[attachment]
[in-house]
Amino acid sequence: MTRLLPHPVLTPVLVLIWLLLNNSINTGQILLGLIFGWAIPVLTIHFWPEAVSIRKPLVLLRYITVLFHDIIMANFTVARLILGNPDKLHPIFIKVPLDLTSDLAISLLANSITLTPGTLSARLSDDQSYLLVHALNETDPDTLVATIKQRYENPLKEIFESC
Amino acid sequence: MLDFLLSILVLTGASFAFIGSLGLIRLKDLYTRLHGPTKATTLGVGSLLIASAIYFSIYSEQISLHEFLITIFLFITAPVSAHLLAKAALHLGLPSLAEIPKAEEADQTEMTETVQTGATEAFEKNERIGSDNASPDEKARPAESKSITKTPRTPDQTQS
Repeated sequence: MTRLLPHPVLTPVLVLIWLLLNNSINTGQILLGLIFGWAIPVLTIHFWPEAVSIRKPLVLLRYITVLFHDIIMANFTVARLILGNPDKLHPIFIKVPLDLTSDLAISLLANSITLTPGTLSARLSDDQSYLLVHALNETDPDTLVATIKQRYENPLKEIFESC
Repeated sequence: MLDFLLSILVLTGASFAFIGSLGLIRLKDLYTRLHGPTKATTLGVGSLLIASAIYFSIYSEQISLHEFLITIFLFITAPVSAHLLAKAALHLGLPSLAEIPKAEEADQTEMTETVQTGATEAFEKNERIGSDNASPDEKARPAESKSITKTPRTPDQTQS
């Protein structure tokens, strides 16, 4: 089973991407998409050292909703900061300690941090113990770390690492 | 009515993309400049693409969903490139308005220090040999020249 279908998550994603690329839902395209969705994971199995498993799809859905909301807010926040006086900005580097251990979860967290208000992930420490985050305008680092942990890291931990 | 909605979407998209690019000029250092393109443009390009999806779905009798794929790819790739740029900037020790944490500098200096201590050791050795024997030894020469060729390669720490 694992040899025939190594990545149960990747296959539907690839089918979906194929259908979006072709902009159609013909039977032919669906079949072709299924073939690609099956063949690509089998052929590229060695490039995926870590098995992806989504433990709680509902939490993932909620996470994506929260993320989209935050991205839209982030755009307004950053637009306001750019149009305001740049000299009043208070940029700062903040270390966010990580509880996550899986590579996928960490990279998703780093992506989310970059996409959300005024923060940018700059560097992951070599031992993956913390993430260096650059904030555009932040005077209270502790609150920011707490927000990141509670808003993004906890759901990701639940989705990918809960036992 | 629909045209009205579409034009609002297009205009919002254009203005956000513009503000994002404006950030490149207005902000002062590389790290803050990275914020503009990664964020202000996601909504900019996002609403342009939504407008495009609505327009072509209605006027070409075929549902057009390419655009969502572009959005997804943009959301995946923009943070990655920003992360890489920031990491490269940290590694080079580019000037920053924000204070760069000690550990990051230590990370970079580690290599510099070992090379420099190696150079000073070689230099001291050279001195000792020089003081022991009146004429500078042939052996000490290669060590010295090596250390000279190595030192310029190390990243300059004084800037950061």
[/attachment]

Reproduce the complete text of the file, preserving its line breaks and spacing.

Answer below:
[in-house]
Amino acid sequence: MTRLLPHPVLTPVLVLIWLLLNNSINTGQILLGLIFGWAIPVLTIHFWPEAVSIRKPLVLLRYITVLFHDIIMANFTVARLILGNPDKLHPIFIKVPLDLTSDLAISLLANSITLTPGTLSARLSDDQSYLLVHALNETDPDTLVATIKQRYENPLKEIFESC
Amino acid sequence: MLDFLLSILVLTGASFAFIGSLGLIRLKDLYTRLHGPTKATTLGVGSLLIASAIYFSIYSEQISLHEFLITIFLFITAPVSAHLLAKAALHLGLPSLAEIPKAEEADQTEMTETVQTGATEAFEKNERIGSDNASPDEKARPAESKSITKTPRTPDQTQS
Repeated sequence: MTRLLPHPVLTPVLVLIWLLLNNSINTGQILLGLIFGWAIPVLTIHFWPEAVSIRKPLVLLRYITVLFHDIIMANFTVARLILGNPDKLHPIFIKVPLDLTSDLAISLLANSITLTPGTLSARLSDDQSYLLVHALNETDPDTLVATIKQRYENPLKEIFESC
Repeated sequence: MLDFLLSILVLTGASFAFIGSLGLIRLKDLYTRLHGPTKATTLGVGSLLIASAIYFSIYSEQISLHEFLITIFLFITAPVSAHLLAKAALHLGLPSLAEIPKAEEADQTEMTETVQTGATEAFEKNERIGSDNASPDEKARPAESKSITKTPRTPDQTQS
């Protein structure tokens, strides 16, 4: 089973991407998409050292909703900061300690941090113990770390690492 | 009515993309400049693409969903490139308005220090040999020249 279908998550994603690329839902395209969705994971199995498993799809859905909301807010926040006086900005580097251990979860967290208000992930420490985050305008680092942990890291931990 | 909605979407998209690019000029250092393109443009390009999806779905009798794929790819790739740029900037020790944490500098200096201590050791050795024997030894020469060729390669720490 694992040899025939190594990545149960990747296959539907690839089918979906194929259908979006072709902009159609013909039977032919669906079949072709299924073939690609099956063949690509089998052929590229060695490039995926870590098995992806989504433990709680509902939490993932909620996470994506929260993320989209935050991205839209982030755009307004950053637009306001750019149009305001740049000299009043208070940029700062903040270390966010990580509880996550899986590579996928960490990279998703780093992506989310970059996409959300005024923060940018700059560097992951070599031992993956913390993430260096650059904030555009932040005077209270502790609150920011707490927000990141509670808003993004906890759901990701639940989705990918809960036992 | 629909045209009205579409034009609002297009205009919002254009203005956000513009503000994002404006950030490149207005902000002062590389790290803050990275914020503009990664964020202000996601909504900019996002609403342009939504407008495009609505327009072509209605006027070409075929549902057009390419655009969502572009959005997804943009959301995946923009943070990655920003992360890489920031990491490269940290590694080079580019000037920053924000204070760069000690550990990051230590990370970079580690290599510099070992090379420099190696150079000073070689230099001291050279001195000792020089003081022991009146004429500078042939052996000490290669060590010295090596250390000279190595030192310029190390990243300059004084800037950061």